The intermediary liability provisions provide a graduated scale of protection, with the greatest protection going to services that are the most technical. For hosting services, protection is dependent on lack of knowledge of the offending content. There have been questions about the interpretation of some of the phrases in Article 14(2) of the Directive, such as ‘awareness’, ‘actual knowledge’ and obligation to act expeditiously’. The Directive envisages notice and take down regimes as a way to deal with offending content. Articles 14 and 15 do not affect Member States’ freedom to require hosting service providers to apply those duties of care that can reasonably be expected from them and which are specified by national law in order to detect and prevent certain types of illegal activities. (recital 48) Article 15 prevents Member States from imposing on internet intermediaries, with respect to activities covered by Articles 12 to 14, a general obligation to monitor the information they transmit or store or a general obligation to actively seek out facts and circumstances indicating illegal activities. Article 15 does not prevent public authorities in the Member States from imposing a monitoring obligation in a specific, clearly defined individual case(recital 47). It is implicit in the foregoing, that Article 15 only applies to intermediaries which can claim the benefit of one of Articles 12, 13 or 14.
A number of cases have been brought before the European Court of Justice to understand better the scope of Article 14, and the extent of the protection in Article 15. For example,SABAM v Netlog (Case C-360/10) concerned a social networking site which received a request from SABAM, the Belgian copyright society, to implement a general filtering system to prevent the unlawful use of musical and audio-visual work by the users of its site. In addition to confirming the prohibition in Article 15 on monitoring, the ECJ noted that a filter might not be able to distinguish between lawful and illegal content, thus affecting users’ freedom of expression (access to information). In this the ECJ seems to be reflecting the position the ECtHR took in Yildirim, regarding ‘collateral censorship’. There is a limitation on carrying the ideas in Netlog across to Delfi in that the rules in Article 15 apply to neutral intermediaries and it is unclear whether the ECJ would find a news site to be neutral in this sense, whether because of the agenda-setting function which ‘invites’ particular responses, or because of the adoption of filtering and moderation systems.
In the Google Adwords case (Joined Cases C-236/08, C-237/08 and C-238/08, judgment 23rd March 2010), the ECJ held that the test for whether a service provider could benefit from Article 14 ECD was whether it was ‘”neutral, in the sense that its conduct is merely technical, automatic and passive, pointing to a lack of knowledge or control of the data which it stores”’ (para 114). One could argue that, insofar as a site invites comment on a particular topic, it is not neutral though one might question how overt that invitation might be. In L’Oreal (Case C-324/09, judgment 12 July 2011), the Court held that the Article 14 exemption should not apply where the host plays an “active role” in the presentation and promotion of offers for sale posted by its users so as to give it knowledge of, or control over, related data. Further, if a host has knowledge of facts that would alert a “diligent economic operator” to illegal activity, it must remove the offending data to benefit from the Article 14 exemption. We might question what the role of moderation and filters are in this context specifically in terms of giving an intermediary control over content. As regards theDelfi case itself, there are arguably parallels between the ECJ and ECtHR approaches in that both courts seem to think that those acting in the course of their business are in a better place to assess where and when problems might arise. A point of difference relates to the views of commercial activities. The ECJ argued in Google Adwords:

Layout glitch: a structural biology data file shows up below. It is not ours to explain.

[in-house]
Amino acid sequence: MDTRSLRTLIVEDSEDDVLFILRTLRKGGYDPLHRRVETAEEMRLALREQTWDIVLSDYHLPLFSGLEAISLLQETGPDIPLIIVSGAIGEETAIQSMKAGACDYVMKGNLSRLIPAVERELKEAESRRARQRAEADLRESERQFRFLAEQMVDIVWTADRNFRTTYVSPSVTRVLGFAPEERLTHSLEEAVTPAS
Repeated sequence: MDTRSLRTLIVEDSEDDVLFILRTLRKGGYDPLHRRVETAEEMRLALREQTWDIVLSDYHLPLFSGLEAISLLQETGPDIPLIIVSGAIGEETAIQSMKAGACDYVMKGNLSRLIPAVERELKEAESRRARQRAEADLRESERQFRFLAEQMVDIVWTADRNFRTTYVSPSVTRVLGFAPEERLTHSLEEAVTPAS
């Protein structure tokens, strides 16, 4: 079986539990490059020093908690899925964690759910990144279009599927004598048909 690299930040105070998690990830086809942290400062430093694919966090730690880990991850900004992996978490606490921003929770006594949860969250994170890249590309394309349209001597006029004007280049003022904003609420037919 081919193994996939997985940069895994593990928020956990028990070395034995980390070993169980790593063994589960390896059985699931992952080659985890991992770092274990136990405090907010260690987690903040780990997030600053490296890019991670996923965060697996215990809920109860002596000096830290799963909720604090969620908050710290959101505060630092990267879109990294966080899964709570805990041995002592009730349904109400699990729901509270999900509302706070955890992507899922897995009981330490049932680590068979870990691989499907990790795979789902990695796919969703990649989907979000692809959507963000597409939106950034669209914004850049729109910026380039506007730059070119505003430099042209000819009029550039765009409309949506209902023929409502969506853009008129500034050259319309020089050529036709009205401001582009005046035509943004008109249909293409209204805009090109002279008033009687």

It must be pointed out that the mere facts that the referencing service is subject to payment, that Google sets the payment terms or that it provides general information to its clients cannot have the effect of depriving Google of the exemptions from liability provided for in Directive 2000/31. 
The reference to ‘general information’ also suggests that contributors’ policies would not be determinative either.
Applying the tests found in L’Oreal v. eBay and Google Adwords in Papasavvas v O Fileleftheros, a case concerning on-line defamation in relation to a news story posted by a newspaper on its site (which I discussed earlier here), the ECJ ruled:
Consequently, since a newspaper publishing company which posts an online version of a newspaper on its website has, in principle, knowledge about the information which it posts and exercises control over that information, it cannot be considered to be an ‘intermediary service provider’ within the meaning of Articles 12 to 14 of Directive 2000/31, whether or not access to that website is free of charge. 
There are some similarities to the Strasbourg court’s reasoning, in that both courts point to the idea about control over information. There are differences, however, in that the control over the defamatory material in Papasavvas was much more direct than in Delfi, and the predictive abilities of newspapers about their audience’s response to stories not in issue. Nonetheless, it is far from clear that the ECJ would reject the agenda-setting argument the Strasbourg court used, especially given its reasoning in L’Oreal regarding the ‘promotion’ of particular content and the requirements of a diligent economic operator.
The Strasbourg court’s reasoning put Delfi in a position of effectively having to monitor user content. Had Delfi been found to be an intermediary in the sense of Articles 12-14, this would have been contrary to Article 15 of the eCommerce Directive, as implemented in domestic law. Given that Delfi was found not to be such an intermediary, then Article 15 does not come into play. It also seems that this finding is not unlikely under EU law. There is then no automatic conflict between this ruling and the position under EU law. Whether this outcome is desirable from an Internet policy perspective is another matter. This case and its consequences may then feed into the review of intermediaries that the EU Commission is planning as part of its Digital Single Market strategy.
*Part of this post was previously published on the LSE Media Policy Project blog